To successfully invest in these companies, a thoughtful and persistent approach is required to sift through the numerous opportunities and identify those businesses that meet the required criteria.

True, private equity investing is about what you buy, what you pay, what you do and what you ultimately build. Fees are higher generally than other investment classes because the activity is truly resource intensive, applied over a lengthy period of investment and the skill base is specialised and not readily available.

Investors in private equity need to consider costs and recognise that to generate returns, costs will be incurred. They need to know how to ensure those costs are wisely spent to drive value in the investment. Fees should be appropriate to resource a quality team to pursue outsized returns.

Outcomes must be aligned. What matters to you as the investor must matter as much to who you are partnering with.
Private equity investing is long term. New opportunities are pursued while existing investments are built or transformed, and those that have reached an appropriate value inflection point are exited.

It is a cycle that is repeated year in year out: building better companies over a time frame of three to seven years, delivering returns well in excess of listed market returns.

Private equity has played an important role in the capital markets available to Australian companies to support their growth and transformation.

However, available capital is diminishing as local investors retreat from the sector.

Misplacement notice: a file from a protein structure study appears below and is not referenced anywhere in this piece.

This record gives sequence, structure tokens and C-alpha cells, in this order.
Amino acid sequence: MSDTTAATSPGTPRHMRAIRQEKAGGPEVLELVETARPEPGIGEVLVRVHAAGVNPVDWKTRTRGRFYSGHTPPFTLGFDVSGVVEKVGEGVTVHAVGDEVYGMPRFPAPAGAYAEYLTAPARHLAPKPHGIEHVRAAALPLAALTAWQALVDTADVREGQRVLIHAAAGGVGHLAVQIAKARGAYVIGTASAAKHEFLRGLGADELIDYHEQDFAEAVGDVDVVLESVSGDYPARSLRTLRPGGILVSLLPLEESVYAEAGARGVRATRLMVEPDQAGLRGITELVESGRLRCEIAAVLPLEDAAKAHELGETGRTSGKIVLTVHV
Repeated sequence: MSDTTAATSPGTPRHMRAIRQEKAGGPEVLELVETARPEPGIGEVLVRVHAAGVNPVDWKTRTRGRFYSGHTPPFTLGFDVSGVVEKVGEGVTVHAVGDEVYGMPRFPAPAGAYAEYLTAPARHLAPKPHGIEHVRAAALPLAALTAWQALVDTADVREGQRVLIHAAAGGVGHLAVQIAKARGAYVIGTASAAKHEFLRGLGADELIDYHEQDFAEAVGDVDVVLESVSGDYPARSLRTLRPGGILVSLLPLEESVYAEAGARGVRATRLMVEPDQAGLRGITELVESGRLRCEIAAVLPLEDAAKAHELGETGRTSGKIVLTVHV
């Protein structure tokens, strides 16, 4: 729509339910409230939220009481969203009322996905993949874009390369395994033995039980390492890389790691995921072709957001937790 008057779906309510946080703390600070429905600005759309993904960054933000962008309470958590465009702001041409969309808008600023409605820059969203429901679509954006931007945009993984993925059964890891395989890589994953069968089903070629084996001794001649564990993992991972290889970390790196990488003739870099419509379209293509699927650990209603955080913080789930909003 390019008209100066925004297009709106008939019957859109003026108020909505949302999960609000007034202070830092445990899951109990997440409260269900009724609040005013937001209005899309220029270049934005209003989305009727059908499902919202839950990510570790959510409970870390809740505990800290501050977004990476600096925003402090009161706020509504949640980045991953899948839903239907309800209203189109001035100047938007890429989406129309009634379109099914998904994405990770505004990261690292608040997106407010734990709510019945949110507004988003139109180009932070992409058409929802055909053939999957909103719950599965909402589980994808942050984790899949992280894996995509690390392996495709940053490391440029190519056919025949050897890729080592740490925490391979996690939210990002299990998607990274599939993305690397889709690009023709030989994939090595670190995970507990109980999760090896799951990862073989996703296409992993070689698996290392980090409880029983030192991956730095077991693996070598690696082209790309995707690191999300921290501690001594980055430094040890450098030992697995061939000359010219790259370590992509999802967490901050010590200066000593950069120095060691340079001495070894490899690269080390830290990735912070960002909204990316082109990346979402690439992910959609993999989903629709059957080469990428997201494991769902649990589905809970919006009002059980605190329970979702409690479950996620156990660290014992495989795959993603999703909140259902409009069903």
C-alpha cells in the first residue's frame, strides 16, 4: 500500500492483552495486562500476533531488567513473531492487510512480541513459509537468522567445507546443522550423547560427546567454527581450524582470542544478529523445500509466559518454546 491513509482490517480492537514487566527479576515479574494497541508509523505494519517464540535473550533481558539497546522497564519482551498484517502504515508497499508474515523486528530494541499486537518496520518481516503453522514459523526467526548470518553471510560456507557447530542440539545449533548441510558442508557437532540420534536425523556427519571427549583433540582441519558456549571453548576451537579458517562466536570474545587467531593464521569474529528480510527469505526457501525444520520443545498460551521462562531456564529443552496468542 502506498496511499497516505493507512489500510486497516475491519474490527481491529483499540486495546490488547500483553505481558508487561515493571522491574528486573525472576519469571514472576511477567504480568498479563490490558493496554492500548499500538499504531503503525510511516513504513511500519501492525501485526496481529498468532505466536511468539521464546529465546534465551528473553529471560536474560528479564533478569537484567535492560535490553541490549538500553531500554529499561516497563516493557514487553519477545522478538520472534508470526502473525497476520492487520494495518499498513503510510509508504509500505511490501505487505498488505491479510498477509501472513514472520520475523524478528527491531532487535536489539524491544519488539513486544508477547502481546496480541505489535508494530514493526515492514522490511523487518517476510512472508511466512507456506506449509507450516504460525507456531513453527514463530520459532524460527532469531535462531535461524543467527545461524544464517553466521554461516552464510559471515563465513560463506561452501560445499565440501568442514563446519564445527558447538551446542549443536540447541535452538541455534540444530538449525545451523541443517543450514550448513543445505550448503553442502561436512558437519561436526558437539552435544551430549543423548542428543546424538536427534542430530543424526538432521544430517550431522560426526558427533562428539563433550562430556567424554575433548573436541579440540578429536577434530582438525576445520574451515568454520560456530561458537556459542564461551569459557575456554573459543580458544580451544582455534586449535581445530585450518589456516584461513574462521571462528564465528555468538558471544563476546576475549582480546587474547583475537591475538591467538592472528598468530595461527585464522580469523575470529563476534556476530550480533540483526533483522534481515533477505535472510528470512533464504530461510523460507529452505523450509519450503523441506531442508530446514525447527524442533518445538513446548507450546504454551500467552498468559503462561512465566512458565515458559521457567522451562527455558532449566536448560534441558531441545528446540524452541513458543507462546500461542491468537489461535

What does this mean for Australia?

First, it means private equity opportunities undertaken in Australia may be increasingly made by foreign capital.

Second, the nation's savings are becoming even more skewed to the local listed market and other offshore listed exchanges.

Third, it raises questions about how Australian capital markets build and transform businesses in the years to come.

Where does the capital come from to support new businesses?

Where are the new listed companies to be sourced from to meet the demand from listed investors?

How does corporate renewal and intervention happen?

What are the options for companies with complex issues that need skill, experience and capital to become stronger and have a more sustainable future?

If Australia's growing savings pool cannot contribute to this, then we become reliant on other sources of capital for this important aspect of capital-market efficiency.

No doubt some of this can be sourced from other domestic sources, wealthy individuals and offshore private equity investors, but not all of it.

The market for private equity has changed, and participants are responding to that change.

We believe there is a strong case for true private equity to be a part of investment portfolios, delivering strong net returns to investors, performing an important function in Australia's capital markets by building better companies and delivering for the economy overall.

Investors should be actively considering the question: is true private equity part of their portfolio strategy and, if so, is now the time to act?

This article appeared in the 27 April 2011 edition of The Australian.